# Removing duplicates efficiently and with a low memory overhead

I want to filter efficiently a list of integers for duplicates in a way that only the resulting set needs to be stored.

One way this can be seen:

• we have a range of integers $S = \{1, \dots{}, N\}$ with $N$ big (say $2^{40}$)
• we have a function $f : S \to S$ with, supposedly, many collisions (the images are uniformly distributed in $S$)
• we then need to store $f[S]$, that is $\{f(x) | x \in S\}$

I have a quite accurate (probabilistic) estimation of what $|f[S]|$ is, and can therefore allocate data structures in advance (say $|f[S]| \approx 2^{30}$).

I have had a few ideas, but I am not sure what would be the best approach:

• a bitset is out of the question because the input set does not fit into memory.
• a hash table, but (1) it requires some memory overhead, say 150% of $|f[S]|$ and (2) the table has to be explored when built which requires additional time because of the memory overhead.
• an "on the fly" sort, preferably with $O(N)$ complexity (non-comparison sort). Regarding that, I am not sure what is the major difference between bucket sort and flashsort.
• a simple array with a binary search tree, but this requires $O(N \log |f[S]|)$ time.
• maybe using Bloom filters or a similar data structure could be useful in a relaxation (with false positives) of the problem.

Some questions on stackoverflow seem to tackle with this sort of things (https://stackoverflow.com/questions/12240997/sorting-array-in-on-run-time, https://stackoverflow.com/questions/3951547/java-array-finding-duplicates), but none seems to match my requirements.

• Do you need to enumerate f[S] (whatever it is), or to be able to tell quickly whether some x is in it? – Gilles 'SO- stop being evil' Sep 3 '12 at 20:13
• @Gilles: I believe that, since no obvious structure can be found in f[S], the two solutions are equivalent. – doc Sep 3 '12 at 21:23
• Your numbers don't add up. The expected image of a random function on a domain of size $N$ is roughly $(1-1/e)N$. Another issue is that going through $2^{56}$ is going to take too long unless you have a supercomputer or a large cluster at your disposal. – Yuval Filmus Sep 4 '12 at 15:20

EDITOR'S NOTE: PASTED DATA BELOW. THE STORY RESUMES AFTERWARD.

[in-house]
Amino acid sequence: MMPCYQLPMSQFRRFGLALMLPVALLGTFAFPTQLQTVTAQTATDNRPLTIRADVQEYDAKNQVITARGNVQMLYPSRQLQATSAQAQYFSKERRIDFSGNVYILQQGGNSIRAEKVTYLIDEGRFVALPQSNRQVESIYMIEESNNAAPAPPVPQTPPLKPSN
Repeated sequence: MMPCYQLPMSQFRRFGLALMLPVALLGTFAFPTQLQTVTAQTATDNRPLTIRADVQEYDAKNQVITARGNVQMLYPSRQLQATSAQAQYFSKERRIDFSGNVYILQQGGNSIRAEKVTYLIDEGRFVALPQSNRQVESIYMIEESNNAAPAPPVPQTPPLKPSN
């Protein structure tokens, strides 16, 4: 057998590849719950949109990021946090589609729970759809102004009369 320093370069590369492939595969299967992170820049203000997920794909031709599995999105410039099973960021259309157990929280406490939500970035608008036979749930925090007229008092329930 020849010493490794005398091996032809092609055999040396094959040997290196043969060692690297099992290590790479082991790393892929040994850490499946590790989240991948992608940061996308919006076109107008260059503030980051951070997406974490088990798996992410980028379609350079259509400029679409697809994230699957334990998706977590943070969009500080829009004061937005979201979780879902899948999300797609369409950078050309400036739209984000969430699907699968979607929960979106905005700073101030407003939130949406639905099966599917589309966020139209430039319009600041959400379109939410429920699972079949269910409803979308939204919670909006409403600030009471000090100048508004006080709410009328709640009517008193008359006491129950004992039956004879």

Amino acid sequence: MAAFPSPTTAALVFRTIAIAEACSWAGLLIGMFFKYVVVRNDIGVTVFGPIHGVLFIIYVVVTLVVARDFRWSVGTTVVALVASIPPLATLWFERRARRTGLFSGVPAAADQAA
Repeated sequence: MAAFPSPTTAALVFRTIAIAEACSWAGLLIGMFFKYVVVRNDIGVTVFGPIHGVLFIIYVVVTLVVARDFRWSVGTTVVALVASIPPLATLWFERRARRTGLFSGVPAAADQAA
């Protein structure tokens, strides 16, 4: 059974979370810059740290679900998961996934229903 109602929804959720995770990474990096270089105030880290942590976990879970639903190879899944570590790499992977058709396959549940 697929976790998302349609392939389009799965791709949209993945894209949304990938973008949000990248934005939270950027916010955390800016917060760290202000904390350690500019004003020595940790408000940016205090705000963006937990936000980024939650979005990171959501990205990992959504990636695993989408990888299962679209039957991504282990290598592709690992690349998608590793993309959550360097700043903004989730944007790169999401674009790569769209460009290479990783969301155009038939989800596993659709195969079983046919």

• The time for the binary search tree would be $O(N \log |f[S]|)$, which may or may not be close to $O(N\log N)$ in practice but still is more accurate. – jmad Sep 15 '12 at 8:25
• With $N \sim 2^{56}$, won't a linear time algorithm be prohibitive too? (From my calculations, even if you consider one element of $S$ in 1 nano-second, it would take you a good 2 years!). – Aryabhata Sep 26 '12 at 18:55

Why not bin and chain?

The idea is to store positive integers representable by $n = k+m$ bits in an array $A$ of $2^k$ entries representing ranges of values: entry $A[y]$, $y \ge 0$, represents the range $[2^m y, 2^m(y+1)-1]$. For any $1 \le x \lt 2^n$ we may write $x = 2^m y + z$ where $y$ has $k$ bits and $z$ has $m$ bits. Try to store $z$ (not $x$!) at location $y$:

• When $A[y]=z$ already, do nothing: $x$ is a duplicate.

• When $A[y]$ is uninitialized, store $z$ at $A[y]$.

• Otherwise, store an index into a separate array used to chain the $z$'s (which have collided at $y$) in linked lists. You will have to search linearly through the list headed by $A[y]$ and, depending on what the search uncovers, potentially insert $z$ into the list.

At the end, $f(S)$ is easy to recover by looping through the initialized entries of $A$ and--by merely concatenating two bitstrings--reassembling each $z$ found at location $y$ (either directly or within a chain referenced there) into the original value $x = 2^m y + z$.

When the distribution is close to uniform and $2^k$ exceeds $N$, there will not be much chaining (this can be assessed in the usual ways) and the chains will tend to be short. When the distribution is nonuniform, the algorithm still works, but can reach quadratic timing. If that's a possibility, use something more efficient than chains (and pay a little overhead for storage).

The storage needed is at most $2^n$ bits for $A$ and $2^{2k}$ bits for the chains (assuming $m \le k$). This is exactly the space needed to store $2^k$ values of $n$ bits each. If you're confident in the uniformity, you can underallocate the storage for the chains. If nonuniformity is a possibility, you may want to increase $k$ and fully advocate the chain storage.

An alternative way of thinking about this solution is that it is a hash table with a particularly nice hash function (take the $k$ most significant bits) and, because of that, we only need to store the least significant $m=n-k$ bits in the table.

There are ways to overlay storage for the chains with the storage for $A$ but it doesn't seem worth the bother, because it wouldn't save much (assuming $m$ is much smaller than $k$) space and would make the code harder to develop, debug, and maintain.

• I think the second-to-last paragraph is the central one here, and should probably be at the top (as idea). I don't know the term "bin and chain" (although it makes sense after reading the post). This idea can be extended to tries. – Raphael Nov 22 '12 at 10:26
• So, this is $\Theta(n^2)$ on poorly-distributed inputs. I don't see how this is efficient. – einpoklum Nov 30 '18 at 23:27
• @einpoklum This answer explicitly describes the conditions in which the solution is efficient. – whuber Dec 1 '18 at 14:37